Construction sector braces for storms
SA’s distressed construction sector faces a host of risks and challenges this year.
These include the continuing shortage of major projects, non-payment by government and other state entities, the risks to the economy from a sovereign credit ratings downgrade and the hijacking of construction sites by the “construction mafia” or business forums.
David Metelerkamp, senior economist at Industry Insight, said 2019 was another tough year for the local construction industry, which has proven to be SA’s worst-performing sector over the last two to three years.
However, Metelerkamp added there was an improvement last year from the dismal performance in 2018, when sharp contractions were reported in construction activity.
He said the data released so far shows an estimated 2.7% decline in the nominal value of construction projects awarded in the 10 months to October last year (2018: 14.3% year-on-year decline).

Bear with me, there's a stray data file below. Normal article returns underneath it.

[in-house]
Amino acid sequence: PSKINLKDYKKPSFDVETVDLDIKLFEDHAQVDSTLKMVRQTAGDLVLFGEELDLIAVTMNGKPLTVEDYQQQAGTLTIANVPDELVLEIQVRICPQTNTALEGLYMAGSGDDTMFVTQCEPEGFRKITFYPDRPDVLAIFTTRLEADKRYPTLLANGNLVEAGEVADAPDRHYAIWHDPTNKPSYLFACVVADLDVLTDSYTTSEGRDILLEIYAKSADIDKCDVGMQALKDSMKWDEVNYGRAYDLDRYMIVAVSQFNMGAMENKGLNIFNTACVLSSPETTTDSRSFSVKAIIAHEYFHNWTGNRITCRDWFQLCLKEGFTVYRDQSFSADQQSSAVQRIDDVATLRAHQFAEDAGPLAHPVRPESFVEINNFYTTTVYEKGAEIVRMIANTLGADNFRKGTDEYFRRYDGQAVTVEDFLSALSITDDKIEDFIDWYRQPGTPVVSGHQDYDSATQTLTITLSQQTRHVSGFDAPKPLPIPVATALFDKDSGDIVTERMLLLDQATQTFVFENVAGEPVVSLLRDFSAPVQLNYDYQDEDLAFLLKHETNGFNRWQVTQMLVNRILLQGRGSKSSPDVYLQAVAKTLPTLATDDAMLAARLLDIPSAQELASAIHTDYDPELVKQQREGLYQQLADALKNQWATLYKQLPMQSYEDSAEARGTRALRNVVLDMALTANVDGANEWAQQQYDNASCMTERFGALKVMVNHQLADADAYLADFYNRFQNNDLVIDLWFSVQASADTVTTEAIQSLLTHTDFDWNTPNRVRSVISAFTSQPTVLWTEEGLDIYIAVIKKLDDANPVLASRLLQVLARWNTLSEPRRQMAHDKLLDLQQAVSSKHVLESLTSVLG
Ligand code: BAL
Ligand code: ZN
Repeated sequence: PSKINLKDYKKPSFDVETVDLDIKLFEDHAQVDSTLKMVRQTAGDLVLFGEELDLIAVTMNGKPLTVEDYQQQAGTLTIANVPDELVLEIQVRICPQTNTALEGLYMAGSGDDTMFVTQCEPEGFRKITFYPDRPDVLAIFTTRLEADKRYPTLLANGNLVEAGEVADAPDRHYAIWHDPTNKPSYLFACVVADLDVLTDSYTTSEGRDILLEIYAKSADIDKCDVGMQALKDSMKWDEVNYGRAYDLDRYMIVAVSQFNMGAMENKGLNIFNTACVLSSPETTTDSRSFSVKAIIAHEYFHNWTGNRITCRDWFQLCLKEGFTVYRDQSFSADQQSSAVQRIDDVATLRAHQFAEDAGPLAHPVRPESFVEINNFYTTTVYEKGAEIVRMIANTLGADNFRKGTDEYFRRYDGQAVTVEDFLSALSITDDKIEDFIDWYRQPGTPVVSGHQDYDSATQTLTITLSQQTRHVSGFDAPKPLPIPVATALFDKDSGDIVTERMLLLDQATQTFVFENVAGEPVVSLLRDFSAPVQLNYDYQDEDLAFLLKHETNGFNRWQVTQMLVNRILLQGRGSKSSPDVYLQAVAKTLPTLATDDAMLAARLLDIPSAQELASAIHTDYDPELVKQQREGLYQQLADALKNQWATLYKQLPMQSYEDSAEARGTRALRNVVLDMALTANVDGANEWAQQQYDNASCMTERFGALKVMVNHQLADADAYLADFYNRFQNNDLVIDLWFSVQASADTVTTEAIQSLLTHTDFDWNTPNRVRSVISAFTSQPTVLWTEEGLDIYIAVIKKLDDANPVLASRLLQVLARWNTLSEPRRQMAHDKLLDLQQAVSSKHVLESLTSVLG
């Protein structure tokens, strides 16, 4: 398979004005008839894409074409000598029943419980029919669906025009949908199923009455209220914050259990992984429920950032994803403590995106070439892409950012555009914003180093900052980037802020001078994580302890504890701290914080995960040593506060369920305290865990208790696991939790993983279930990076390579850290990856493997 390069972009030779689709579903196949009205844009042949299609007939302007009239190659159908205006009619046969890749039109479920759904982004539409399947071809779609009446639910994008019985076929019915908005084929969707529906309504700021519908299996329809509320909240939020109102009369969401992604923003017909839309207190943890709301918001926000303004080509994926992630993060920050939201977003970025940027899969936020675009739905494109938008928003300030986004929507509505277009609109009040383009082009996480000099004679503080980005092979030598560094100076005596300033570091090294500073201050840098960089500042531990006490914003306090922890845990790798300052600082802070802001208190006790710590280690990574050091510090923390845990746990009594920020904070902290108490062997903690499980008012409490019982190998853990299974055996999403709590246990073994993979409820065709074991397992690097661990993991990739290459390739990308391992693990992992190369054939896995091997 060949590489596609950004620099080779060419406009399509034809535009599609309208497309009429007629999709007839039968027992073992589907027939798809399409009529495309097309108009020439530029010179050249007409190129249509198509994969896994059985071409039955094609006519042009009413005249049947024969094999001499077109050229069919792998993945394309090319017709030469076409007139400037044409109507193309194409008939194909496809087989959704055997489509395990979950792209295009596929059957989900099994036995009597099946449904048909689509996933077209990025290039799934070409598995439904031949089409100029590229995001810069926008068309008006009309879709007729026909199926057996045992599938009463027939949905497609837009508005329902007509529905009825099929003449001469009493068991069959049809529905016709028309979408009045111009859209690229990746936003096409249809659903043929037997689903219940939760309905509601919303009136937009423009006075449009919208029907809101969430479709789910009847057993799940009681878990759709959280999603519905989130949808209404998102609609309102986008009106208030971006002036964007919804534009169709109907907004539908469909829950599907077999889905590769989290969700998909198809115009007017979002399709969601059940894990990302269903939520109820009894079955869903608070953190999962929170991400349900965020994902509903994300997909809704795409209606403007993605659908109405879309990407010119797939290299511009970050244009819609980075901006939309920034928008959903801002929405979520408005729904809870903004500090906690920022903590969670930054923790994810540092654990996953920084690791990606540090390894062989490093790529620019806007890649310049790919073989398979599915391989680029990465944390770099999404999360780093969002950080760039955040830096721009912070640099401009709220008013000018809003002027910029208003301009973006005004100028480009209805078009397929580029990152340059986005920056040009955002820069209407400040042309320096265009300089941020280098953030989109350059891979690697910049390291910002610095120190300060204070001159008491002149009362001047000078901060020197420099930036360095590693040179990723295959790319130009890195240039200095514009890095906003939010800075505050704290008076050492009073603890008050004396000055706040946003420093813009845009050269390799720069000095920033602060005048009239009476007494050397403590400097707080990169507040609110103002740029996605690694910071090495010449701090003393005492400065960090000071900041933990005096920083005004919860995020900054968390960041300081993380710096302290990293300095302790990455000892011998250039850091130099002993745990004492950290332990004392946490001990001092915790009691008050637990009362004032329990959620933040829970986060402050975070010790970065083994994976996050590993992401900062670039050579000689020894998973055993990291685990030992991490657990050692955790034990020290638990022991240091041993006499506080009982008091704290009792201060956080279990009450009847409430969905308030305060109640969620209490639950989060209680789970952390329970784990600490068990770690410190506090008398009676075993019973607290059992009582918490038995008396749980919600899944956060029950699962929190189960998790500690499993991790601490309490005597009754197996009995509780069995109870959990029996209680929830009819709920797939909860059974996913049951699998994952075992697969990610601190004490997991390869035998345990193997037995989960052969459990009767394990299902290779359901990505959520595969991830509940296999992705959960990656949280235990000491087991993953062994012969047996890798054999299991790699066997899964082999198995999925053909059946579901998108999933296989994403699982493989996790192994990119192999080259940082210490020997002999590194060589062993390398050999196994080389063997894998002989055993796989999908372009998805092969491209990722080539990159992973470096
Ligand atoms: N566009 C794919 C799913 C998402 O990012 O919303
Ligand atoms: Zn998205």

Metelerkamp highlights three major risks this year:
The 2020/2021 national budget, Militant unrest, and
Failing state-owned entities (SOEs) and a stagnant economy.
He said the shocking state of the fiscus was revealed in the mini-budget speech last year and will have a negative effect on infrastructure allocations in the national budget due to be tabled next month.
“For the first time in several years, there was no mention of the total amount allocated for infrastructure in the mini-budget speech, which gives further anecdotal evidence that Treasury is still planning on how to deal with all of the funding shortfalls.”
Metelerkamp said it was also widely accepted that Moody’s will downgrade SA’s sovereign credit rating to junk status this year or early next year.
He said the hijacking of construction sites was a major theme last year, with these disruptions adding to the misfortunes of contractors.
A stagnant economy was one of the biggest risks to the construction industry, he said, adding that a major bottleneck to escaping this low-growth environment was economic and political reform, most importantly at SOEs, which remain in a state of disarray.